And, by the way, there is enough fiber-optic cable running through these
computers to stretch a hundred and eighty miles. For reference that`s
roughly the distance between Knoxville and Nashville, Tennessee.
But this isn`t just about who has the most computing power. Some CEOs have
their eyes on an even bigger goal.
JENSEN HUANG, NVIDIA (NASDAQ:NVDA) CEO: This is not the space race. This
is the race to knowledge.
CHU: Knowledge is power and the summit supercomputer is the first of its
kind built specifically for artificial intelligence applications.
For NIGHTLY BUSINESS REPORT, I`m Dominic Chu, Oak Ridge, Tennessee.
GRIFFETH: Philip Morris is hiking its dividend and that`s where we begin
tonight`s “Market Focus”.
The cigarette makers said that it was raising its quarterly dividend six
and a half percent to $1.14 a share. The new yield on that dividend will
be just under six percent as a result. Shares of Philip Morris rose more
than two percent today to $79.42.
General Electric (NYSE:GE) is leaving its dividend unchanged at least for
now. The company said that it would pay shareholders 12 cents a share for
the current quarter, the same as last quarter. GE as you may remember cut
its dividend in half last November, and there have been fears recently that
the company which is in the midst of a turnaround would have to cut it once
again — but not right now.
Shares of GE rose 1 percent today to $13.93.
And E.U. regulators are reportedly on track to green-light Comcast
(NASDAQ:CMCSA) (NYSE:CCS) bid for European TV company Sky. “Reuters” says
that the approval will come without concessions as a matter of fact.
Comcast (NASDAQ:CMCSA) (NYSE:CCS) shares finished up a fraction $32.08.
And just as a reminder, Comcast (NASDAQ:CMCSA) (NYSE:CCS) is the parent
company of CNBC, which produces this program.
HERERA: Apple`s supplier Dialog Semiconductor is reportedly in talks with
the touch screen technology maker Synaptics (NASDAQ:SYNA) about a potential
merger. The news was first reported by Bloomberg. A separate report from
CNBC says Synaptics (NASDAQ:SYNA) rejected an offer from Dialogic
(NASDAQ:DLGC) in March, which valued the company at $59 a share, and that a
new deal would likely be at a higher price.
Shares of Synaptics (NASDAQ:SYNA) climbed 10 percent to $47.17.
And shares of Stitch Fix continued to rally today after the clothing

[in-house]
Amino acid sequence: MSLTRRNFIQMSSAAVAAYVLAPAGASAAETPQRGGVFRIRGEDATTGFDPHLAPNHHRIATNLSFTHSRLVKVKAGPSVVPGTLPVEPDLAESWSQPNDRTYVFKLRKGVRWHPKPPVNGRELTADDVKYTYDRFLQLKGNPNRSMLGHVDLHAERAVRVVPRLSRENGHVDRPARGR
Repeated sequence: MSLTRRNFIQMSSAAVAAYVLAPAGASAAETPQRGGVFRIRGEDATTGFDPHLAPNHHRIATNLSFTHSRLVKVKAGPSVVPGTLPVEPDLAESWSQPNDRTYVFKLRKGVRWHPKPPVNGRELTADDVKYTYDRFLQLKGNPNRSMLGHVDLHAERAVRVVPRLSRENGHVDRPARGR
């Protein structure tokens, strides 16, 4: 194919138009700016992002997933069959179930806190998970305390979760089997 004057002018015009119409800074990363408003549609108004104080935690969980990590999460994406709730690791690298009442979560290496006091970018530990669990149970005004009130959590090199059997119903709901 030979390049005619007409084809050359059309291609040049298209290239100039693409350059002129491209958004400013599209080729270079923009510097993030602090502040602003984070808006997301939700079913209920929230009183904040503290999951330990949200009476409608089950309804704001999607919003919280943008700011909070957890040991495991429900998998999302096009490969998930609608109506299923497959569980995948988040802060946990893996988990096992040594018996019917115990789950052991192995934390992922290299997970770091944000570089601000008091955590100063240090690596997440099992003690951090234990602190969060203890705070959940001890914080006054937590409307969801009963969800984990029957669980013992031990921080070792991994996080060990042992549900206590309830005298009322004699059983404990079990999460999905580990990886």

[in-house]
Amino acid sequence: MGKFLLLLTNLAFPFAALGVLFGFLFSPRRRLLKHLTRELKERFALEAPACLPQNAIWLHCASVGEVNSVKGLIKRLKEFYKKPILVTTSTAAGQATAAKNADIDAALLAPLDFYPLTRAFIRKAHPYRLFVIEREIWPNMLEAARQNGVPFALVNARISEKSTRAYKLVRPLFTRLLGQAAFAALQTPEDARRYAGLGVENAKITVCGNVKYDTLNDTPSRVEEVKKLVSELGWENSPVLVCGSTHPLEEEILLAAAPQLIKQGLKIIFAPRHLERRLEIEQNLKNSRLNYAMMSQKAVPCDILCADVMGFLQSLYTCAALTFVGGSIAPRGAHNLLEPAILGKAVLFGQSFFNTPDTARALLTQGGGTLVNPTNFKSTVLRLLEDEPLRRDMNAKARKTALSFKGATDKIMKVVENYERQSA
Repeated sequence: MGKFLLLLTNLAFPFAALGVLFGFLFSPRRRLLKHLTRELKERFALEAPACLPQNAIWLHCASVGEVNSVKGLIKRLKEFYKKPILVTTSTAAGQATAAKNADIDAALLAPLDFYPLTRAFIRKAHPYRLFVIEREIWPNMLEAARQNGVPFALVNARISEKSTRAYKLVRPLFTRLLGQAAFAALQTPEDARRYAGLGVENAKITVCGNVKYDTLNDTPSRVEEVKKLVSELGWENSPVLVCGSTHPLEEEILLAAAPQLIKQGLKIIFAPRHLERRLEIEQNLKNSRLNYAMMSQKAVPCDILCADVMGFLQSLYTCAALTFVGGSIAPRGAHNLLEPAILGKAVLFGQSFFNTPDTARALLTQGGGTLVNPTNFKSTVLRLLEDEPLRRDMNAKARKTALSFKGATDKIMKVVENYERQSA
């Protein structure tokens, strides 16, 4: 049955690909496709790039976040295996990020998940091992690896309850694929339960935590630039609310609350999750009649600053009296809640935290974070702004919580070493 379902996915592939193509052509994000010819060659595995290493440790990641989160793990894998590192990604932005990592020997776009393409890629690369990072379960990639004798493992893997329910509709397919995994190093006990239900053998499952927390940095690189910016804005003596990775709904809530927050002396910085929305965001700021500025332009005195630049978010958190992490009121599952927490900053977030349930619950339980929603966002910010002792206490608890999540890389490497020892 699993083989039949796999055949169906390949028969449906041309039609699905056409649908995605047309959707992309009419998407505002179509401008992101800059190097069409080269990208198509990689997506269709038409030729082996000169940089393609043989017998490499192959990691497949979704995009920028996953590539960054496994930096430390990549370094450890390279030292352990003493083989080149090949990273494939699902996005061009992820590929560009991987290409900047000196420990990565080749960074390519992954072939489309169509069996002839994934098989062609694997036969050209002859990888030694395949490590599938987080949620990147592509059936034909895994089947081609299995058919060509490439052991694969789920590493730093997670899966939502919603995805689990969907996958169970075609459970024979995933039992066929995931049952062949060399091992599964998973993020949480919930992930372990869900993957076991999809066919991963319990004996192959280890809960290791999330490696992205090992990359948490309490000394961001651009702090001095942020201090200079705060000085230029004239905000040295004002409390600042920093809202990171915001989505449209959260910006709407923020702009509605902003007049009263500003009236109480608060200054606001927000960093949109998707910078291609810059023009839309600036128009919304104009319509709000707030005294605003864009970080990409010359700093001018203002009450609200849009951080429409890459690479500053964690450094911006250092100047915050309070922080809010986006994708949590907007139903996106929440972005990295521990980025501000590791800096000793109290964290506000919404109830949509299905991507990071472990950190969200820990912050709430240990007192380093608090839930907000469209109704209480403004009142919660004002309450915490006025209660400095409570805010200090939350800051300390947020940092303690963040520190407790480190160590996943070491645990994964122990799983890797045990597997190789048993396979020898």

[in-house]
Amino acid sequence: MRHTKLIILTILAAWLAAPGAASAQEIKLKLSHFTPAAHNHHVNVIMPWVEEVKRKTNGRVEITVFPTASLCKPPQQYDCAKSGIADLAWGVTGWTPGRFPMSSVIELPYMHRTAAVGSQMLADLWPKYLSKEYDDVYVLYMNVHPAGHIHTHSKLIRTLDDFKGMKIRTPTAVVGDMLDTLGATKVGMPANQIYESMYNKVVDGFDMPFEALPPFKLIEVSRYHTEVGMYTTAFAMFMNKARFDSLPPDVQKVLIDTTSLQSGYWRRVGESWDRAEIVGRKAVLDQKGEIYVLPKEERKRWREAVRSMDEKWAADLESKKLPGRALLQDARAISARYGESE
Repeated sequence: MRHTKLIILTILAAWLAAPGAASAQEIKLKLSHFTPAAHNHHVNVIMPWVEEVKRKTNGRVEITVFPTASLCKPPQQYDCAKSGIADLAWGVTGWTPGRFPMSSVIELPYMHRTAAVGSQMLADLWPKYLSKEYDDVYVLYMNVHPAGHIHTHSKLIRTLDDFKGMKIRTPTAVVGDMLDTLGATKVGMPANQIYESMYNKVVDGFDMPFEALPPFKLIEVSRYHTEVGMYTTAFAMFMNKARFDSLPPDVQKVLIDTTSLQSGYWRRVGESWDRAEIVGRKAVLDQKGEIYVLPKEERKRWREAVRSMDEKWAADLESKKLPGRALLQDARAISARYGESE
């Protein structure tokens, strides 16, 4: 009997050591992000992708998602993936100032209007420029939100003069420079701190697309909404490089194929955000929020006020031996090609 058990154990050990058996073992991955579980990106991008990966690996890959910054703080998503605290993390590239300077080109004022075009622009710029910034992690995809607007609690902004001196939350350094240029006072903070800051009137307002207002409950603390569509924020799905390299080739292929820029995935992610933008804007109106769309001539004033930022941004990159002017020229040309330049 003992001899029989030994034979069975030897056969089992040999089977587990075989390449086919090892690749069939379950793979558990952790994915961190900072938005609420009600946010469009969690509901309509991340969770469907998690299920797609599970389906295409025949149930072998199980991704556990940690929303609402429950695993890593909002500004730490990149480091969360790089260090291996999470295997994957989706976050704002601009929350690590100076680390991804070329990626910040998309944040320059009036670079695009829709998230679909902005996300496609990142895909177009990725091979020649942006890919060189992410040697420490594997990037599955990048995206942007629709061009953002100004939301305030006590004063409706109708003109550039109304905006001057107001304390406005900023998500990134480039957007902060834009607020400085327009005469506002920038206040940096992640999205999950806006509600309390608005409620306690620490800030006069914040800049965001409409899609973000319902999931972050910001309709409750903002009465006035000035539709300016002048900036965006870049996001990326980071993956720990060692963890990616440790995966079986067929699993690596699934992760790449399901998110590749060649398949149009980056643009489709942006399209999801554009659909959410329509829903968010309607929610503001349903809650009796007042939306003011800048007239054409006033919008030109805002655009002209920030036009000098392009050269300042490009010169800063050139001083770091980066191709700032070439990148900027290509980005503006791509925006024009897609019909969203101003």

subscription service blew right past Wall Street estimates after the bail
last night. Today, shares finished up 26-1/2 percent to $24.88.
GRIFFETH: This week`s market monitor says he is putting his money to work
in small cap energy names that he believes are mostly isolated from ongoing
trade tensions. He also thinks that they could end the year 20 percent
Last time he was with us was a year ago, in June of 2017. At that time, he
picked Amazon (NASDAQ:AMZN) which over the last year is up 68 percent. The
iShares Dow Jones U.S. Regional Banks ETF which has grown by 19 percent in
the last year, and the First Trust (NYSE:FFA) Stocks European Select
Dividend ETF, which is higher by 6 percent in the last year.
We welcome back Steve Dudash, the president of IHT Wealth Management.
Good to see you again. Welcome back.
STEVEN DUDASH, PRESIDENT, IHT WEALTH MANAGEMENT: Nice to see you, Bill.
GRIFFETH: The small cap energy, are you just trying to avoid trade
tensions by going with these?
DUDASH: I mean, listen, we`re in a trade war. It`s not fun to talk about
and we`re in the early innings of a trade war and we can debate the
politics of it, but the reality is we have to organize our portfolios
around it and like we were talking about before, last year.
We`ve been talking about jumping in small caps for 15 months now, and if
you would have done that, you`d been up over 8 percent over what the market
did last year, and we both know the market was killing it last year, and
that`s because they are better suited for this political environment we`re
in and we just have to accept that, and so we`re trying to take advantage
of that and try to avoid some of the pitfalls that are probably going to
come in the next year or two as the war, you know, progresses.
HERERA: All right. So we gave us three picks let`s start with Parsley